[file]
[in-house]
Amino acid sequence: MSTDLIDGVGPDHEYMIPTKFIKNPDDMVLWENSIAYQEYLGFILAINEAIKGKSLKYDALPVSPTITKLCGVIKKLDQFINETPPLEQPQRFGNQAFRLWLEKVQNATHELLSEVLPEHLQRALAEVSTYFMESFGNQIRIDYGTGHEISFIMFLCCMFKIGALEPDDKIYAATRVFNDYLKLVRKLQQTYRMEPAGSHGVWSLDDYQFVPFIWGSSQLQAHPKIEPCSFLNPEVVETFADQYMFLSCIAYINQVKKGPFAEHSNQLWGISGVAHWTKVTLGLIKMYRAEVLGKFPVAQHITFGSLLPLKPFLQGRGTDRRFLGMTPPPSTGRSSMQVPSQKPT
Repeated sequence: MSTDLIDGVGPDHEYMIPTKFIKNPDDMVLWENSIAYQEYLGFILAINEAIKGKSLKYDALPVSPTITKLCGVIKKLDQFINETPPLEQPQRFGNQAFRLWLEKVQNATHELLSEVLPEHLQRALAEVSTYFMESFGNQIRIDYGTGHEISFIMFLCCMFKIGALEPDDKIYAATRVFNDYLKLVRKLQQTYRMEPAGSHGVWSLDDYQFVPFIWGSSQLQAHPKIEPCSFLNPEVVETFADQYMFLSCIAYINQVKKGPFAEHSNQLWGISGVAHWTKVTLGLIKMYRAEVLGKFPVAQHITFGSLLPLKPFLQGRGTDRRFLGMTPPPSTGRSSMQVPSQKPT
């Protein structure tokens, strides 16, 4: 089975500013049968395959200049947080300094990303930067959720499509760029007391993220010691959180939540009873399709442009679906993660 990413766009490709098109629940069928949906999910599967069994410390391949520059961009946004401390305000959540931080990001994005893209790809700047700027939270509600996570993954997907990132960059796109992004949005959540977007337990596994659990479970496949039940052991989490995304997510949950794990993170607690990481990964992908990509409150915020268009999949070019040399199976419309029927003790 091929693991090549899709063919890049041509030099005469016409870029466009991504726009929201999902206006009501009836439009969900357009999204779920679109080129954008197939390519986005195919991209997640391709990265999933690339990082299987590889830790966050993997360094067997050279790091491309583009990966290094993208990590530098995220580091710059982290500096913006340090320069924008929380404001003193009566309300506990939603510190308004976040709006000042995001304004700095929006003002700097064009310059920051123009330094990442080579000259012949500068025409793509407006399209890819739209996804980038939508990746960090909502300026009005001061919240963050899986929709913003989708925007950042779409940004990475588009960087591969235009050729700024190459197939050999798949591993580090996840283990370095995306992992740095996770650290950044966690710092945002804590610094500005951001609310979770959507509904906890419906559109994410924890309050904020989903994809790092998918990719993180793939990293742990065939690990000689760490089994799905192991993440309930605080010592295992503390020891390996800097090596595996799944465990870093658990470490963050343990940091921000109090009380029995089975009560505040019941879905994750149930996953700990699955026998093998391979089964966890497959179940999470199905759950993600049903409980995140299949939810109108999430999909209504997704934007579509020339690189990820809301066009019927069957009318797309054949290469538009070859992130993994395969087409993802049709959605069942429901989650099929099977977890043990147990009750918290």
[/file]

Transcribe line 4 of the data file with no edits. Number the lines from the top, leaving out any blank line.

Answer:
């Protein structure tokens, strides 16, 4: 089975500013049968395959200049947080300094990303930067959720499509760029007391993220010691959180939540009873399709442009679906993660 990413766009490709098109629940069928949906999910599967069994410390391949520059961009946004401390305000959540931080990001994005893209790809700047700027939270509600996570993954997907990132960059796109992004949005959540977007337990596994659990479970496949039940052991989490995304997510949950794990993170607690990481990964992908990509409150915020268009999949070019040399199976419309029927003790 091929693991090549899709063919890049041509030099005469016409870029466009991504726009929201999902206006009501009836439009969900357009999204779920679109080129954008197939390519986005195919991209997640391709990265999933690339990082299987590889830790966050993997360094067997050279790091491309583009990966290094993208990590530098995220580091710059982290500096913006340090320069924008929380404001003193009566309300506990939603510190308004976040709006000042995001304004700095929006003002700097064009310059920051123009330094990442080579000259012949500068025409793509407006399209890819739209996804980038939508990746960090909502300026009005001061919240963050899986929709913003989708925007950042779409940004990475588009960087591969235009050729700024190459197939050999798949591993580090996840283990370095995306992992740095996770650290950044966690710092945002804590610094500005951001609310979770959507509904906890419906559109994410924890309050904020989903994809790092998918990719993180793939990293742990065939690990000689760490089994799905192991993440309930605080010592295992503390020891390996800097090596595996799944465990870093658990470490963050343990940091921000109090009380029995089975009560505040019941879905994750149930996953700990699955026998093998391979089964966890497959179940999470199905759950993600049903409980995140299949939810109108999430999909209504997704934007579509020339690189990820809301066009019927069957009318797309054949290469538009070859992130993994395969087409993802049709959605069942429901989650099929099977977890043990147990009750918290």